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Located at 63rd and Kathrene Drive in Brooklyn Center, Minnesota is the memorial of Daunte Wright. Wright loved being a father to his young son and playing basketball. On April 11, 2021, Wright was shot and killed by Officer Kim Potter when she deployed her pistol instead of her taser. Not even a year after the death of George Floyd, and only fourteen miles away, Wright's death was another tragedy that revealed the prevalence of police brutality. His legacy lives on through his memorial site as well as through those fighting for justice.

Brooklyn Park, MN Memorial

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Los Angeles, CA Memorial

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Located at the intersection of 63rd and Kathrene Drive in Brooklyn Center, Minnesota is the memorial Daunte Wright. A large wooden monument of a fist sits high above the items placed below it. This monument, designed by Jordan Powell-Karis, was originally seen at George Floyd Square at the intersection of East 38th Street and Chicago Avenue in Minneapolis, not too far away from the memorial of Wright (Hovland, 2021). The original prototype was redone in steel and dedicated to George Floyd Square on Martin Luther King Jr Day to honor Black Power. The original monument made of plywood was put into storage after this dedication. When Powell-Karis became aware of Wright's death, he contacted the caretaker of the sculpture and they agreed to have the fist moved and dedicated to Wright. The fist is a representation of the Black Lives Matter Movement and the fight against racially motivated violence. Candles, cards, posters, balloons, flowers, basketballs, and portraits are just some of the other items that can be seen around the sculpture. His memorial site allows people to grieve and begin the process of healing, all while remembering the prevalent issue of police brutality that we face.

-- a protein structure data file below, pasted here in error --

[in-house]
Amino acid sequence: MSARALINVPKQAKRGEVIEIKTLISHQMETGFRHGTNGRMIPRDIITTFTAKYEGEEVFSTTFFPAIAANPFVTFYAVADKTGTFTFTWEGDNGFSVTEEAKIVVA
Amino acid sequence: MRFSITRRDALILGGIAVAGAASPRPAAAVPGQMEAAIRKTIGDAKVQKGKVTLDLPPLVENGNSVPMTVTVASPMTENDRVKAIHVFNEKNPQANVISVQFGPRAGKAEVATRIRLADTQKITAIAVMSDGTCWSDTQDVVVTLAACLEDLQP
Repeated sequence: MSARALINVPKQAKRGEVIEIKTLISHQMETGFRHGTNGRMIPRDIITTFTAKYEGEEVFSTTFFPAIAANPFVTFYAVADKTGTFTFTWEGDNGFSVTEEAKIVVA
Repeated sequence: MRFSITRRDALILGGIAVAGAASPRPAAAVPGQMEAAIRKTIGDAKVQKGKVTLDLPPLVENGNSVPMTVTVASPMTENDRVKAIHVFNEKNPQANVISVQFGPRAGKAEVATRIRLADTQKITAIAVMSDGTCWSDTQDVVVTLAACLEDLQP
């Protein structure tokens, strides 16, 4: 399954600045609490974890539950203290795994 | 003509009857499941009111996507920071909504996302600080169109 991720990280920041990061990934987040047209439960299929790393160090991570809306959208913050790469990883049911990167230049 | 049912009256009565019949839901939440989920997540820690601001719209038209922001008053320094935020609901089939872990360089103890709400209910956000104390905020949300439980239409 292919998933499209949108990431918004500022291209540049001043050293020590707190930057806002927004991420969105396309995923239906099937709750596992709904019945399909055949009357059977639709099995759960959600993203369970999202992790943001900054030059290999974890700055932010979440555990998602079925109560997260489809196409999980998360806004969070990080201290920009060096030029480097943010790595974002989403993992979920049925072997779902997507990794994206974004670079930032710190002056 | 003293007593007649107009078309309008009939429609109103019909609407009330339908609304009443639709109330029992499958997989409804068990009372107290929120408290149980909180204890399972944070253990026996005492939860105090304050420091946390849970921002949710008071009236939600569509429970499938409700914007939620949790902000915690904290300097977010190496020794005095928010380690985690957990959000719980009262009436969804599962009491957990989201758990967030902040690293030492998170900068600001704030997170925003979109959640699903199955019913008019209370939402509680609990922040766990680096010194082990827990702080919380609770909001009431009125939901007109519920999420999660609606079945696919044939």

Voted class clown in high school, Daunte Wright was known as the person that could cheer everyone up with his beaming smile and funny jokes. At the age of nine, Wright’s family moved to Minnesota from Wisconsin. The transition was hard for him and as a result, he ended up having problems in school. He attended three schools including Edison, Patrick Henry, and Stadium View High Schools. Finding out he was going to become a father at nineteen years old, Wright began to work several jobs to save up for his unborn child. Wright had a deep passion for the sport of basketball and dreamed of teaching his son how to play one day. Wright would never have the chance to make this dream a reality.

Around 2 p.m. on April 11, 2021, Wright was pulled over by a Brooklyn Center police officer for expired tags on his vehicle at the intersection of 63rd Avenue North and Orchard Avenue. Wright was under the impression that the reason for the stop was for an air freshener hanging from the rearview mirror, which is illegal in the state of Minnesota. After approaching the vehicle, the officer ran his name and retrieved Wright’s record. The officer discovered an active warrant was out for his arrest. The warrant was issued after Wright failed to appear in court. The original charge was for carrying a pistol without a permit and fleeing police (Kaul & Gustavo, 2021). With three officers now present on the scene, they attempted to arrest Wright and handcuff him. Wright managed to make it back into the driver’s seat and attempted to drive away. According to the bodycam footage, Officer Kim Potter drew her gun and stated “I’ll tase him." As Wright is in the driver’s seat, Officer Potter yells “taser, taser, taser” before she fires a shot that hits Wright in the chest. After firing the shot, she stated “Holy sh*t, I just shot him.” Wright’s vehicle rolled a couple blocks away and hit another vehicle. He was pronounced dead at the scene.